If you read the 70 page federal indictment against notorious pirate cyberlocker website Megaupload, you will find this charge on page 10, section 22:
When a file is being uploaded to Megaupload.com, the Conspiracy’s automated system calculates a unique identifier for the file (called a “MD5 hash”) that is generated using a mathematical algorithm. If, after the MD5 hash calculation, the system determines that the uploading file already exists on a server controlled by the Mega Conspiracy, Megaupload.com does not reproduce a second copy of the file on that server. Instead, the system provides a newand unique URL link to the new user that is pointed to the original file already present on the server. If there is more than one URL link to a file, then any attempt by the copyright holder to terminate access to the file using the Abuse Tool or other DMCA takedown request will fail because the additional access links will continue to be available.
During my dealings with Megaupload over this past year and a half I’d long suspected as much. Time after time, I’d remove links using Megaupload’s content management tool only to see a duplicate file reappear (with a new link) minutes later. Of course, unlike federal authorities, I did not have access to the actual content residing on Megaupload’s servers, so I couldn’t really prove it.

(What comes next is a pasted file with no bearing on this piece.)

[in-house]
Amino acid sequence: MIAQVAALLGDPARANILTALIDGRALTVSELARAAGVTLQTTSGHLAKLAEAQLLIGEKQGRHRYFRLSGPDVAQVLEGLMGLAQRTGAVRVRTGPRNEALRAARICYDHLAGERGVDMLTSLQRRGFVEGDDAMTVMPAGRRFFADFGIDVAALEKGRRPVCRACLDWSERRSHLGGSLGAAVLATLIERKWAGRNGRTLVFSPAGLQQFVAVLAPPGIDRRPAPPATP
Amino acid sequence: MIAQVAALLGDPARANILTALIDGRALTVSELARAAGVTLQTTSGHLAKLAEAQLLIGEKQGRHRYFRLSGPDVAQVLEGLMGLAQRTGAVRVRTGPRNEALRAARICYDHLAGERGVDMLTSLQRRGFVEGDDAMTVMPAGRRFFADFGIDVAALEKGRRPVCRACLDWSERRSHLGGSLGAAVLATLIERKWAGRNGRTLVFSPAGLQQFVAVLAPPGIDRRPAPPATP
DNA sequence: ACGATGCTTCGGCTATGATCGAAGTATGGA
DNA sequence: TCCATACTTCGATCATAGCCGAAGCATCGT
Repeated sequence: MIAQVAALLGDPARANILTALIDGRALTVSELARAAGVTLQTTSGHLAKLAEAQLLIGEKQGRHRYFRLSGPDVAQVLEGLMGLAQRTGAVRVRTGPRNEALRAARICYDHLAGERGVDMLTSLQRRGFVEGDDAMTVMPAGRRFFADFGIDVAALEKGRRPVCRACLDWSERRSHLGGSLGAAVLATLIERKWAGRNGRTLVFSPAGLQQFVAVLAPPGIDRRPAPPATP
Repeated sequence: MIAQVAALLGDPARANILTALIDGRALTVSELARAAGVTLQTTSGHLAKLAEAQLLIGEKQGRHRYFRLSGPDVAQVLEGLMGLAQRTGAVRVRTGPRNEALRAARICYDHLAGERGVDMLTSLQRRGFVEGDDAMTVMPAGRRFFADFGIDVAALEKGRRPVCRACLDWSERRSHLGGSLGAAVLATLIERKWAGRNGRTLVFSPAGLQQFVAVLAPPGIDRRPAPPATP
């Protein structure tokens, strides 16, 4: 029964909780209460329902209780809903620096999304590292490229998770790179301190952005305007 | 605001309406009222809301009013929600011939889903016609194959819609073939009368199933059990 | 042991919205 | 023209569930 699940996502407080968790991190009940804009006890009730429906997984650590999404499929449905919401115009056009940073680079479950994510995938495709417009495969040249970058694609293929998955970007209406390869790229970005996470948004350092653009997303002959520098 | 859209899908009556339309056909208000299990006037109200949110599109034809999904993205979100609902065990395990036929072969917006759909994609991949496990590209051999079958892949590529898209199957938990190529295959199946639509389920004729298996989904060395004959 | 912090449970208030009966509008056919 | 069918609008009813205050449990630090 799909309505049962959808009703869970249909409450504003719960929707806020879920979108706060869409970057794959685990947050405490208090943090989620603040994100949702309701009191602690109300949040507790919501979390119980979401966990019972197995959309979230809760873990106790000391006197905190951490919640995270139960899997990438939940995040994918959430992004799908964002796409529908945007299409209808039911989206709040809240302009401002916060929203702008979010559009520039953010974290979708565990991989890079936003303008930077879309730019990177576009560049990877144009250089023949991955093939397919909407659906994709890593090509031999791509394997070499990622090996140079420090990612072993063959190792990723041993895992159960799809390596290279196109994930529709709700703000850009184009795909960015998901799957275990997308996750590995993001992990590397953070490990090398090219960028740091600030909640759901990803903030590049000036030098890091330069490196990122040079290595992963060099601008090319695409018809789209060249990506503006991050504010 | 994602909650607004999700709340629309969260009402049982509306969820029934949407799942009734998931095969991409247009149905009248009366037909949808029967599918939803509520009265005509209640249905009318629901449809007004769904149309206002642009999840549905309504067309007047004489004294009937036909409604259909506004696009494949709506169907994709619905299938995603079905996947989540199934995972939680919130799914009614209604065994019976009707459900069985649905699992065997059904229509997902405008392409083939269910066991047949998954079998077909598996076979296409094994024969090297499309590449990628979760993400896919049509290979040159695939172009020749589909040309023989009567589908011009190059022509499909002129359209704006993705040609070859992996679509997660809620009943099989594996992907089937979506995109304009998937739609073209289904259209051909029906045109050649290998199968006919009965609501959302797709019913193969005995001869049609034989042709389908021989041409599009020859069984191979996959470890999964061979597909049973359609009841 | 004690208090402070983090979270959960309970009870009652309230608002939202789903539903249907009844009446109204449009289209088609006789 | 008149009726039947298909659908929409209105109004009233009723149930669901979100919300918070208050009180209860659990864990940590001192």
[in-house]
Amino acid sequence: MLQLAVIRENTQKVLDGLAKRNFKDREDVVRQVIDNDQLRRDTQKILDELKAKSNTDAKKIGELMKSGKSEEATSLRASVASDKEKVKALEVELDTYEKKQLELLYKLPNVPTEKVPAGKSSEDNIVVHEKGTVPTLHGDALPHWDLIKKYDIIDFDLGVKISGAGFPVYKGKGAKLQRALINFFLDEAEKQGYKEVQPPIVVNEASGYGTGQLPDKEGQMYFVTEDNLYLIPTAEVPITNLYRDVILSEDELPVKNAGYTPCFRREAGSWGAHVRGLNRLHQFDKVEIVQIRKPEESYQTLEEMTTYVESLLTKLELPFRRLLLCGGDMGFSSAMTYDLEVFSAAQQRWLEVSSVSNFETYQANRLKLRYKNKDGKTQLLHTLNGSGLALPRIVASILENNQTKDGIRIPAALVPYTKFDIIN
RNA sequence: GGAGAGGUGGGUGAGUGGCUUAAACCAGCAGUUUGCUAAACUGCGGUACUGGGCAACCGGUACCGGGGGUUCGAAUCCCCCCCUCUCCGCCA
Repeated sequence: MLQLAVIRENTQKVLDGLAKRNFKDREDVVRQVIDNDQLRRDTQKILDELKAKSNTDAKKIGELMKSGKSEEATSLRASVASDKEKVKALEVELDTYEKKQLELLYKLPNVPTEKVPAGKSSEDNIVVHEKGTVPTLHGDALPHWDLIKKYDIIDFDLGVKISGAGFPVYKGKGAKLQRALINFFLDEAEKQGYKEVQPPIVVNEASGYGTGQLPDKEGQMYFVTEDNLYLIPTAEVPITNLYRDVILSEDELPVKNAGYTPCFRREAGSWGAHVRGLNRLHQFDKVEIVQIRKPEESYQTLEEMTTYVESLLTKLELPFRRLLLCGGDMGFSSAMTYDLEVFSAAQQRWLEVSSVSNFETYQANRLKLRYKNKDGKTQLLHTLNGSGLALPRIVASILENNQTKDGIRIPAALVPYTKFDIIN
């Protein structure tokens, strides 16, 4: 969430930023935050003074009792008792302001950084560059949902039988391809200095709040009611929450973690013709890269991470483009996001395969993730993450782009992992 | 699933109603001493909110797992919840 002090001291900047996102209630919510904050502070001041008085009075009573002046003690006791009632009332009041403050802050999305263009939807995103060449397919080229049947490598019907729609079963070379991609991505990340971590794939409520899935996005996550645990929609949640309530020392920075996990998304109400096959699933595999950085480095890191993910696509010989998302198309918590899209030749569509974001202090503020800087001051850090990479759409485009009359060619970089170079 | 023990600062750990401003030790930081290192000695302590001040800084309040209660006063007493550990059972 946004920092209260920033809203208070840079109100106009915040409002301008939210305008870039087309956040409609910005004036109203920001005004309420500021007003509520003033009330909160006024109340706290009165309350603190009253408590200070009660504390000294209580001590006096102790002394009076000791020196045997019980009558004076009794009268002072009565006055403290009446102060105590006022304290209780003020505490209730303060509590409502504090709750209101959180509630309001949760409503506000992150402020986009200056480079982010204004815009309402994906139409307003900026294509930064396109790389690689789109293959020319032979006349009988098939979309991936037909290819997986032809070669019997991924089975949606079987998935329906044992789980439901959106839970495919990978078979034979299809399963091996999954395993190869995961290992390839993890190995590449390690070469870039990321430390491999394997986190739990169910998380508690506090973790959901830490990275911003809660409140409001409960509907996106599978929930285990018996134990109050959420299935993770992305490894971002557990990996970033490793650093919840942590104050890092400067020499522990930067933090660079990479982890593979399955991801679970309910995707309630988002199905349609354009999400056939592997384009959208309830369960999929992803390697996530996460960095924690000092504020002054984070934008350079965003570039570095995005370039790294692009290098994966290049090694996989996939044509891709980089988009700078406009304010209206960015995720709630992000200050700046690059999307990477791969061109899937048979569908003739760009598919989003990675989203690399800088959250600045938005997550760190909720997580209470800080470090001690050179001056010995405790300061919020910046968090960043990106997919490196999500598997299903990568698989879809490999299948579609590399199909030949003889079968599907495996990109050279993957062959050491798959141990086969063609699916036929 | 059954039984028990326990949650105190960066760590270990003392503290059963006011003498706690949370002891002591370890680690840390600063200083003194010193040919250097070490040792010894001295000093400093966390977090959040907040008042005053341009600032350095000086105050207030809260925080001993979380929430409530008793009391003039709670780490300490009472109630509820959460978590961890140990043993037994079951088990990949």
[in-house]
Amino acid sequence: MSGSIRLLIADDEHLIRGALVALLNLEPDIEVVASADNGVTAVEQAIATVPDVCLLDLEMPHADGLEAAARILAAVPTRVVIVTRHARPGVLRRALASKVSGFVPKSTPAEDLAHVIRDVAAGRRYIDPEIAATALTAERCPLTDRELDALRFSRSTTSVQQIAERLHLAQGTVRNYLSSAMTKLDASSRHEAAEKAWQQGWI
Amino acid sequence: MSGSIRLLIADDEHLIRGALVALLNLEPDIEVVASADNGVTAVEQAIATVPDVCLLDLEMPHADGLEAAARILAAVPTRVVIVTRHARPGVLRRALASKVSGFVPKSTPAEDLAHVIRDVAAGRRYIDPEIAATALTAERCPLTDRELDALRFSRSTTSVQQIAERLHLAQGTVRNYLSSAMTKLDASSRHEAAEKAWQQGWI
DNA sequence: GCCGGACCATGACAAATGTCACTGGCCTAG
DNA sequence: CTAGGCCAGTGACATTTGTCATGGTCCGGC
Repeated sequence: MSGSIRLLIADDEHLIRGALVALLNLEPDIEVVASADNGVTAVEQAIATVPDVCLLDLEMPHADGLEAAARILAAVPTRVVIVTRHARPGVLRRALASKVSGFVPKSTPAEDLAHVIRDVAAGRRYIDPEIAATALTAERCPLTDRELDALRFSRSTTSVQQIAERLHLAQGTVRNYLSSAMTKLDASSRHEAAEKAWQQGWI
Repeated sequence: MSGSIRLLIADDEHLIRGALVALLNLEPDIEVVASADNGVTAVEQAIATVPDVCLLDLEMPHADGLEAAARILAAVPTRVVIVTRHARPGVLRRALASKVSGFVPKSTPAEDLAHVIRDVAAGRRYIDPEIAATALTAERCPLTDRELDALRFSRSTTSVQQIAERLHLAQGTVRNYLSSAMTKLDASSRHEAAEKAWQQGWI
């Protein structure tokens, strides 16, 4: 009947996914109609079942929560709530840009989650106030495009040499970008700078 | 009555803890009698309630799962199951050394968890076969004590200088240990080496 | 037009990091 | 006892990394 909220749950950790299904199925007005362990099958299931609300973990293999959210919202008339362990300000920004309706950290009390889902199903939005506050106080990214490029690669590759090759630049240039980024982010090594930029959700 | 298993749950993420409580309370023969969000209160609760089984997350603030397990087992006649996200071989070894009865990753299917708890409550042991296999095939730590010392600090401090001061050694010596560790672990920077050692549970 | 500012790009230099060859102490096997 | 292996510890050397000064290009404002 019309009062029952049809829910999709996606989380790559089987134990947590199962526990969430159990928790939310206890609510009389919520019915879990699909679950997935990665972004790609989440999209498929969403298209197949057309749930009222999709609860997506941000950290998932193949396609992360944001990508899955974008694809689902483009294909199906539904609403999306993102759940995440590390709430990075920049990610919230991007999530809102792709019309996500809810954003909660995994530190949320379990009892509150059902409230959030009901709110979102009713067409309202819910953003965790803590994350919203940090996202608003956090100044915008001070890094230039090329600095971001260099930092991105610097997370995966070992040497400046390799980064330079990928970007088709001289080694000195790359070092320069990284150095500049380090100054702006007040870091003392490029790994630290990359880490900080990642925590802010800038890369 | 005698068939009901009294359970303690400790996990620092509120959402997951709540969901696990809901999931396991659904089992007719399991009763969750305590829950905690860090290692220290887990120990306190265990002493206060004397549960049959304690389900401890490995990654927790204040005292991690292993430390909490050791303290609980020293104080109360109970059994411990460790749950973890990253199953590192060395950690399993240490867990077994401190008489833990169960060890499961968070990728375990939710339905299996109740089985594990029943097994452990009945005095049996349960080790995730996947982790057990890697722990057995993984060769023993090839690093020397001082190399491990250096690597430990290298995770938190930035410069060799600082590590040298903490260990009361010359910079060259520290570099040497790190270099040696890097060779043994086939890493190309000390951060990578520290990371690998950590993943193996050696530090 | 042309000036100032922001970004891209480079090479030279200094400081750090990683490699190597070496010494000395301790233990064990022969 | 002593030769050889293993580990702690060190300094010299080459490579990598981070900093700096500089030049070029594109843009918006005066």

This past fall while I was researching a pirate blog that offered illegal downloads to LGBT films, I saw that the film “Kyss Mig” was being pirated. Since it’s a film distributed by the same company (Wolfe Video) that distributes our film I notified them of the infringing link. A DMCA notice was sent and, as expected, the link was disabled. However, when I went back to the website the following day I noticed that the disabled link had been replaced by a new one. That led me to again notify Wolfe and the exercise in futility was repeated. A few days later I noticed that the link was alive yet again, but the blog owner had changed things up (to protect her download) and the link now took me to an intermediate site “undeadlink.com.”
Essentially the site offered a convenient way to regenerate links to supposedly “dead” files on Megaupload (and apparently Fileserve). If Megaupload had actually removed the infringing file when it was originally reported, this wouldn’t have been an option. However, because Megaupload apparently did exactly what is spelled out in the indictment, it was very possible (and efficient). When I discovered what was going on last fall, and that it verified my suspicions, I decided to record the process. This video documents what I found.
For more on this issue, check out Terry Hart’s excellent post on his blog Copyhype.com: Megaupload and the DMCA